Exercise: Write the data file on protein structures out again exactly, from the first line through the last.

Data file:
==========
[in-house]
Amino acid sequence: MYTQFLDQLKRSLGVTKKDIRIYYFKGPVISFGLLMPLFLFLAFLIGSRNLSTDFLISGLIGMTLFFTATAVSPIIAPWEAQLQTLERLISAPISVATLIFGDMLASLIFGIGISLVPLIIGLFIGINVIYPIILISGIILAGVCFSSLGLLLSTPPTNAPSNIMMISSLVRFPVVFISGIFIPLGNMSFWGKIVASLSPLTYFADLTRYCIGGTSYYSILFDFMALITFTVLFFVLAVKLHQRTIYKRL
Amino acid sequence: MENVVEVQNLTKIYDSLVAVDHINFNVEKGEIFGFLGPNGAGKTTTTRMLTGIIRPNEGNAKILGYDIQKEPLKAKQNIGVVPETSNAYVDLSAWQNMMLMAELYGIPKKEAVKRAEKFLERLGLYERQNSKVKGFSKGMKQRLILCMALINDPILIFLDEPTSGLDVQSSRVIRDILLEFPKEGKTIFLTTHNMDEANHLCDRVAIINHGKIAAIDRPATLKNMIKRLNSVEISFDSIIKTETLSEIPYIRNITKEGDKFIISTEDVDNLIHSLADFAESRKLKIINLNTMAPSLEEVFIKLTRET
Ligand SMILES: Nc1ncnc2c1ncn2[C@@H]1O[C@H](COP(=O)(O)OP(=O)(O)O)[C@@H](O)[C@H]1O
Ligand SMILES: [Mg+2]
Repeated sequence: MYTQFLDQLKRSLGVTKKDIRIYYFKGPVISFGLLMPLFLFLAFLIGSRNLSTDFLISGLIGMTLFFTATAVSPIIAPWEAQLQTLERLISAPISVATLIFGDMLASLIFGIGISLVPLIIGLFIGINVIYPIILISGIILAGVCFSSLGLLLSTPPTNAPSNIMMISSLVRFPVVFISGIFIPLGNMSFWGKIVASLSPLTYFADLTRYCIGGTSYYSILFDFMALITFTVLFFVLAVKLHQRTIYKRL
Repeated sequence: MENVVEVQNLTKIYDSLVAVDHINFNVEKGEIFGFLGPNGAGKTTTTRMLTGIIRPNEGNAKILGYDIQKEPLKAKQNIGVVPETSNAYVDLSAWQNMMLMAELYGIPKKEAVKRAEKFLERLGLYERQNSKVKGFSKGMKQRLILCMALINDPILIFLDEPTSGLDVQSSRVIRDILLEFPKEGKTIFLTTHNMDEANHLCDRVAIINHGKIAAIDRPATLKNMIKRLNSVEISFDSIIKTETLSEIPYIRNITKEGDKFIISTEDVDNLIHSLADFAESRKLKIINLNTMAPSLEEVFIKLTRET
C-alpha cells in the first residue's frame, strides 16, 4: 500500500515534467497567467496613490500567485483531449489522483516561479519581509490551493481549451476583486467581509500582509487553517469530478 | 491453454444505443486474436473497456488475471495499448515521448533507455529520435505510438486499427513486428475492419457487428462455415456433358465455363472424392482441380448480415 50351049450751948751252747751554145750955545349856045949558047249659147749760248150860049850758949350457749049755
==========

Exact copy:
[in-house]
Amino acid sequence: MYTQFLDQLKRSLGVTKKDIRIYYFKGPVISFGLLMPLFLFLAFLIGSRNLSTDFLISGLIGMTLFFTATAVSPIIAPWEAQLQTLERLISAPISVATLIFGDMLASLIFGIGISLVPLIIGLFIGINVIYPIILISGIILAGVCFSSLGLLLSTPPTNAPSNIMMISSLVRFPVVFISGIFIPLGNMSFWGKIVASLSPLTYFADLTRYCIGGTSYYSILFDFMALITFTVLFFVLAVKLHQRTIYKRL
Amino acid sequence: MENVVEVQNLTKIYDSLVAVDHINFNVEKGEIFGFLGPNGAGKTTTTRMLTGIIRPNEGNAKILGYDIQKEPLKAKQNIGVVPETSNAYVDLSAWQNMMLMAELYGIPKKEAVKRAEKFLERLGLYERQNSKVKGFSKGMKQRLILCMALINDPILIFLDEPTSGLDVQSSRVIRDILLEFPKEGKTIFLTTHNMDEANHLCDRVAIINHGKIAAIDRPATLKNMIKRLNSVEISFDSIIKTETLSEIPYIRNITKEGDKFIISTEDVDNLIHSLADFAESRKLKIINLNTMAPSLEEVFIKLTRET
Ligand SMILES: Nc1ncnc2c1ncn2[C@@H]1O[C@H](COP(=O)(O)OP(=O)(O)O)[C@@H](O)[C@H]1O
Ligand SMILES: [Mg+2]
Repeated sequence: MYTQFLDQLKRSLGVTKKDIRIYYFKGPVISFGLLMPLFLFLAFLIGSRNLSTDFLISGLIGMTLFFTATAVSPIIAPWEAQLQTLERLISAPISVATLIFGDMLASLIFGIGISLVPLIIGLFIGINVIYPIILISGIILAGVCFSSLGLLLSTPPTNAPSNIMMISSLVRFPVVFISGIFIPLGNMSFWGKIVASLSPLTYFADLTRYCIGGTSYYSILFDFMALITFTVLFFVLAVKLHQRTIYKRL
Repeated sequence: MENVVEVQNLTKIYDSLVAVDHINFNVEKGEIFGFLGPNGAGKTTTTRMLTGIIRPNEGNAKILGYDIQKEPLKAKQNIGVVPETSNAYVDLSAWQNMMLMAELYGIPKKEAVKRAEKFLERLGLYERQNSKVKGFSKGMKQRLILCMALINDPILIFLDEPTSGLDVQSSRVIRDILLEFPKEGKTIFLTTHNMDEANHLCDRVAIINHGKIAAIDRPATLKNMIKRLNSVEISFDSIIKTETLSEIPYIRNITKEGDKFIISTEDVDNLIHSLADFAESRKLKIINLNTMAPSLEEVFIKLTRET
C-alpha cells in the first residue's frame, strides 16, 4: 500500500515534467497567467496613490500567485483531449489522483516561479519581509490551493481549451476583486467581509500582509487553517469530478 | 491453454444505443486474436473497456488475471495499448515521448533507455529520435505510438486499427513486428475492419457487428462455415456433358465455363472424392482441380448480415 50351049450751948751252747751554145750955545349856045949558047249659147749760248150860049850758949350457749049755